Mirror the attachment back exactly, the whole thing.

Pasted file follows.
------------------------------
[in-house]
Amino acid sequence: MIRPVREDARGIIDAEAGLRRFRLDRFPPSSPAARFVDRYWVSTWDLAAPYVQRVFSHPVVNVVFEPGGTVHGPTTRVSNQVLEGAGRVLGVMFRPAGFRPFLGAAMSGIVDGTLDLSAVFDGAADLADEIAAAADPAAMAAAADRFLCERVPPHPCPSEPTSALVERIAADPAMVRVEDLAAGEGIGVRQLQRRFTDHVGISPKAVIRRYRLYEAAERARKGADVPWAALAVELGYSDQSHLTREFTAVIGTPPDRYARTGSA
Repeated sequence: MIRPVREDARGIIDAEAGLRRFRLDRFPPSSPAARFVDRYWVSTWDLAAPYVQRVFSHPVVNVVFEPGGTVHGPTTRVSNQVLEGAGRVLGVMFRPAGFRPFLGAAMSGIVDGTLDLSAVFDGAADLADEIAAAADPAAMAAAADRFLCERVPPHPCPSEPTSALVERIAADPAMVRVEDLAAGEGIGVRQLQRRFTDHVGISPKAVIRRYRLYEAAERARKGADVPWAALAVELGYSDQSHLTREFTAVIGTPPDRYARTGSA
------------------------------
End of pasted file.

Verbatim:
[in-house]
Amino acid sequence: MIRPVREDARGIIDAEAGLRRFRLDRFPPSSPAARFVDRYWVSTWDLAAPYVQRVFSHPVVNVVFEPGGTVHGPTTRVSNQVLEGAGRVLGVMFRPAGFRPFLGAAMSGIVDGTLDLSAVFDGAADLADEIAAAADPAAMAAAADRFLCERVPPHPCPSEPTSALVERIAADPAMVRVEDLAAGEGIGVRQLQRRFTDHVGISPKAVIRRYRLYEAAERARKGADVPWAALAVELGYSDQSHLTREFTAVIGTPPDRYARTGSA
Repeated sequence: MIRPVREDARGIIDAEAGLRRFRLDRFPPSSPAARFVDRYWVSTWDLAAPYVQRVFSHPVVNVVFEPGGTVHGPTTRVSNQVLEGAGRVLGVMFRPAGFRPFLGAAMSGIVDGTLDLSAVFDGAADLADEIAAAADPAAMAAAADRFLCERVPPHPCPSEPTSALVERIAADPAMVRVEDLAAGEGIGVRQLQRRFTDHVGISPKAVIRRYRLYEAAERARKGADVPWAALAVELGYSDQSHLTREFTAVIGTPPDRYARTGSA